Even when incentives are offered, it’s often better to opt for a cash rebate rather than low-interest dealer financing. The lower initial cost of the vehicle, paired with attractive credit union interest rates, will frequently create a lower total cost of the vehicle over the life of the loan.

Members utilizing the auto broker services offered by many credit unions can save even more on popular vehicles. These auto buying professionals can use their market knowledge and experience to find the precise vehicles members want at a reasonable price, with less deference to a dealer’s preferred additional markup.

Finding the right time to buy is also a critical buying decision. Demand for high-mileage vehicles rises and falls right along with the price of fuel. Buying in the late fall and winter can be quite advantageous, when fuel prices usually dip to their lowest levels each year.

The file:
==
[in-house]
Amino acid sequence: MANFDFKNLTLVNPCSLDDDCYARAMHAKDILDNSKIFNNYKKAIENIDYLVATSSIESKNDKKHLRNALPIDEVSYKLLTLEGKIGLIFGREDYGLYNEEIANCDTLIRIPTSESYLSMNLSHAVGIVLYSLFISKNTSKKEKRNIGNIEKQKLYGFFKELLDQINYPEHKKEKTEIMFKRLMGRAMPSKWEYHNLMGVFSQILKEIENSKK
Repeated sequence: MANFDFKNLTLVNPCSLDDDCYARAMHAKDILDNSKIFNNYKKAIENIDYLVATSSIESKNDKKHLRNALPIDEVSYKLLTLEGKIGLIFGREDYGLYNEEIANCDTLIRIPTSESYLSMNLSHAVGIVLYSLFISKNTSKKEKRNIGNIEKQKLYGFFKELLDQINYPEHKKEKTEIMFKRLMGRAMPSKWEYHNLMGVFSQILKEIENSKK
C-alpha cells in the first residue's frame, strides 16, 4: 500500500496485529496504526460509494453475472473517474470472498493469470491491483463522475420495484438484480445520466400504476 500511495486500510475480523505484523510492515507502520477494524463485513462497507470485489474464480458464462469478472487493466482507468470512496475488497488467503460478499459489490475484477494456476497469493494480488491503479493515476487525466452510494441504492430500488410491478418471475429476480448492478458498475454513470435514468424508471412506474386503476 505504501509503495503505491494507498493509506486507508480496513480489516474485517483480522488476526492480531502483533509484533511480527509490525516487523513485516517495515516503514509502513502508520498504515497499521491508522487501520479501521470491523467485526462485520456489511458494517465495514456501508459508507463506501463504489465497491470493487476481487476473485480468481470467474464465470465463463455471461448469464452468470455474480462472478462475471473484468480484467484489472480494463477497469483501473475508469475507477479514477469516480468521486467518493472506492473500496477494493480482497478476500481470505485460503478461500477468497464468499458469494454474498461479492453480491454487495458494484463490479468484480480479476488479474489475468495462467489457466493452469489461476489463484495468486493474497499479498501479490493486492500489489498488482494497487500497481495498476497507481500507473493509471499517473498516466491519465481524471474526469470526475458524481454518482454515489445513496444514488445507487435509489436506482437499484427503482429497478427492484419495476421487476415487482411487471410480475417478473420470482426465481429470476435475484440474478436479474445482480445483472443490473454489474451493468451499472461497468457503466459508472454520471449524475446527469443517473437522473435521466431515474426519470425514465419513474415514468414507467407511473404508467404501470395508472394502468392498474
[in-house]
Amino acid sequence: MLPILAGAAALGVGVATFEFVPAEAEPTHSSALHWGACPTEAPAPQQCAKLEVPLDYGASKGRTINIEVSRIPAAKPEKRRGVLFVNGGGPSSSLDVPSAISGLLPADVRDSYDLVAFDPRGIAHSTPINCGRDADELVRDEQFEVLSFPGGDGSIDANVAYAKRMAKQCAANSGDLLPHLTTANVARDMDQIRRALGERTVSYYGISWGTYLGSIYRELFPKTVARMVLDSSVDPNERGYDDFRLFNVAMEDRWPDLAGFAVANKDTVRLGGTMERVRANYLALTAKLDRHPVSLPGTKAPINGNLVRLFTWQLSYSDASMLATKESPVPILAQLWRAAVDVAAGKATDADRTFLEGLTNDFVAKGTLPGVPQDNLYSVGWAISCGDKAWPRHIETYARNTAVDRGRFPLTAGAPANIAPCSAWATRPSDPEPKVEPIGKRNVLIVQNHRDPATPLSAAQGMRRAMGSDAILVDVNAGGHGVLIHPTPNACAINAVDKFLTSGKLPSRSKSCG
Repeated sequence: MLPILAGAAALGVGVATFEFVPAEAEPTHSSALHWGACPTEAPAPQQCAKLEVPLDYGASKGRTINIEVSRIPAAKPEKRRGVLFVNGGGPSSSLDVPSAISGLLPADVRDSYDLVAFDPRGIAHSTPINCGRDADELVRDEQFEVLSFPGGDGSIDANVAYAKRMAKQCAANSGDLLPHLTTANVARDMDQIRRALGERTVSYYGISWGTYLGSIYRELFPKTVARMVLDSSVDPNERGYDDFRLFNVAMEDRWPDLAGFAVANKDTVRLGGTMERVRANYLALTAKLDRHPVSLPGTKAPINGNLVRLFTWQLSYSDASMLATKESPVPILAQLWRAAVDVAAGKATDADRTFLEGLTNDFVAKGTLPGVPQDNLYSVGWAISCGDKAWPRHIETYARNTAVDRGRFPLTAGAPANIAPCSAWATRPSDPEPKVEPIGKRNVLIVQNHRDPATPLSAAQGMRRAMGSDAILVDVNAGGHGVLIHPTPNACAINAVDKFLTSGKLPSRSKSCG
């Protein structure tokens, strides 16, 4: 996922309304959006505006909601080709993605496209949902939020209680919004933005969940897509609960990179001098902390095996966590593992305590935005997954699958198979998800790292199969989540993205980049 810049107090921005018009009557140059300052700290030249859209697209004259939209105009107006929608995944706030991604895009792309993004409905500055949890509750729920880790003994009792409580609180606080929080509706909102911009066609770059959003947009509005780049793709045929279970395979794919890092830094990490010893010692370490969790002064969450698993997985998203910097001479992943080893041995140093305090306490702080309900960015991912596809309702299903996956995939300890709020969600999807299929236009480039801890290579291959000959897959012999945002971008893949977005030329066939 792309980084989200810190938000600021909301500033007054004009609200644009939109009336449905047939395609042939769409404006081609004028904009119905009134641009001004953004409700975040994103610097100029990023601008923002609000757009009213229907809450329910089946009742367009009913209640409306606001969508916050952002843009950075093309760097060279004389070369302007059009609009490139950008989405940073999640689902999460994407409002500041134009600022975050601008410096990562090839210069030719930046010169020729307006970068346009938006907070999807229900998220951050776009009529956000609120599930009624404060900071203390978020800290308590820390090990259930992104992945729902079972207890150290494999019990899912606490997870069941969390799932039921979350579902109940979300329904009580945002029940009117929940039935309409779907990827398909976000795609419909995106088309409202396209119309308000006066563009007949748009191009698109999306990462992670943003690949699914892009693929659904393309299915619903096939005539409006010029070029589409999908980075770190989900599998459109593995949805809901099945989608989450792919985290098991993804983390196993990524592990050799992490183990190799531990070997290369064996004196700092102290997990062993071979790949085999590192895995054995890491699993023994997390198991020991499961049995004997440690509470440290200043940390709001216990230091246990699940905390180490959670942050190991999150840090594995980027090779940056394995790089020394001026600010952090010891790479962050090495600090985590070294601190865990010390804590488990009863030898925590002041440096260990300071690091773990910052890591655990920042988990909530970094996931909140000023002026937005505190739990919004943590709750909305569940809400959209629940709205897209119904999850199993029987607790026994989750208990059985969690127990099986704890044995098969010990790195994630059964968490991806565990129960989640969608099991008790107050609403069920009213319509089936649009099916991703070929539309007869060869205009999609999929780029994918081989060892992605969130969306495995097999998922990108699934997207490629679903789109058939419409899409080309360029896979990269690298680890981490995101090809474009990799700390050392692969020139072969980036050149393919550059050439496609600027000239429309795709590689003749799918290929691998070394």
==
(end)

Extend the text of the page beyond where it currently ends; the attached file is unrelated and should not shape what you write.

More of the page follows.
What is a “green vehicle?” The answer to that question is different for every driver. Some seek high mileage, others ultra-low emissions or minimal carbon footprint, while still more buyers look at the total cost of ownership. Fortunately, automakers are producing vehicles that fit all of these desires.

Let’s look at some of the newest options:

Often thought of as the greenest of green cars, the pure electric class has taken great strides forward in just the past year. These are cars that you charge at home or at public charging facilities and generally have ranges of 50-100 miles (depending on a number of factors.) Nissan Leafs were the first out of the gate, but the best now include the Chevy Spark EV, Honda Fit EV (lease only) and Ford Focus Electric. The diminutive smart EV is the only electric available as a convertible.